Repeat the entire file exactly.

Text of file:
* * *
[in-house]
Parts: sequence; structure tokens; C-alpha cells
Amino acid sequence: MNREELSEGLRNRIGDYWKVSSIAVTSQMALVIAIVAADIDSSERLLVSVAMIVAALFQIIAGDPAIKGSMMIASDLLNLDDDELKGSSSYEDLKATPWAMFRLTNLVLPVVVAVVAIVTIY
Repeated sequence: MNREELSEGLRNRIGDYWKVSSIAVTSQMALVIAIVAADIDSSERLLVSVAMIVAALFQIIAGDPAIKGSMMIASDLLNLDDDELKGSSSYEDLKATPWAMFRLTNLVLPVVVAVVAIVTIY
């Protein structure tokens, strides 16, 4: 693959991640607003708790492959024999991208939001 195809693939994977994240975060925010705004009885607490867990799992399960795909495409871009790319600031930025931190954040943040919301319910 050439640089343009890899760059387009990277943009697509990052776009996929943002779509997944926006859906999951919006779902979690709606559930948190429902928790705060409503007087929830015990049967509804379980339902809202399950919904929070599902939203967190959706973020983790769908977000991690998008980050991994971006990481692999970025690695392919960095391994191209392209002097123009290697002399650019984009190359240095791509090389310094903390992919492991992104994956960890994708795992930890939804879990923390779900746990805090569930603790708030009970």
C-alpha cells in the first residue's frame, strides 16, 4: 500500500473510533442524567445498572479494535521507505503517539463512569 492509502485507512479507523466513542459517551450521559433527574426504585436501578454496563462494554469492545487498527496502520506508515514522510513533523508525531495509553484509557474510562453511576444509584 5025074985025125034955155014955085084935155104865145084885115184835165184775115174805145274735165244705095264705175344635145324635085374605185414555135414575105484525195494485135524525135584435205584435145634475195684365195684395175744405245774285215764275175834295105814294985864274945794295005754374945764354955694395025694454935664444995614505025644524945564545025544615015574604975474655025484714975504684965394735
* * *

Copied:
[in-house]
Parts: sequence; structure tokens; C-alpha cells
Amino acid sequence: MNREELSEGLRNRIGDYWKVSSIAVTSQMALVIAIVAADIDSSERLLVSVAMIVAALFQIIAGDPAIKGSMMIASDLLNLDDDELKGSSSYEDLKATPWAMFRLTNLVLPVVVAVVAIVTIY
Repeated sequence: MNREELSEGLRNRIGDYWKVSSIAVTSQMALVIAIVAADIDSSERLLVSVAMIVAALFQIIAGDPAIKGSMMIASDLLNLDDDELKGSSSYEDLKATPWAMFRLTNLVLPVVVAVVAIVTIY
């Protein structure tokens, strides 16, 4: 693959991640607003708790492959024999991208939001 195809693939994977994240975060925010705004009885607490867990799992399960795909495409871009790319600031930025931190954040943040919301319910 050439640089343009890899760059387009990277943009697509990052776009996929943002779509997944926006859906999951919006779902979690709606559930948190429902928790705060409503007087929830015990049967509804379980339902809202399950919904929070599902939203967190959706973020983790769908977000991690998008980050991994971006990481692999970025690695392919960095391994191209392209002097123009290697002399650019984009190359240095791509090389310094903390992919492991992104994956960890994708795992930890939804879990923390779900746990805090569930603790708030009970």
C-alpha cells in the first residue's frame, strides 16, 4: 500500500473510533442524567445498572479494535521507505503517539463512569 492509502485507512479507523466513542459517551450521559433527574426504585436501578454496563462494554469492545487498527496502520506508515514522510513533523508525531495509553484509557474510562453511576444509584 5025074985025125034955155014955085084935155104865145084885115184835165184775115174805145274735165244705095264705175344635145324635085374605185414555135414575105484525195494485135524525135584435205584435145634475195684365195684395175744405245774285215764275175834295105814294985864274945794295005754374945764354955694395025694454935664444995614505025644524945564545025544615015574604975474655025484714975504684965394735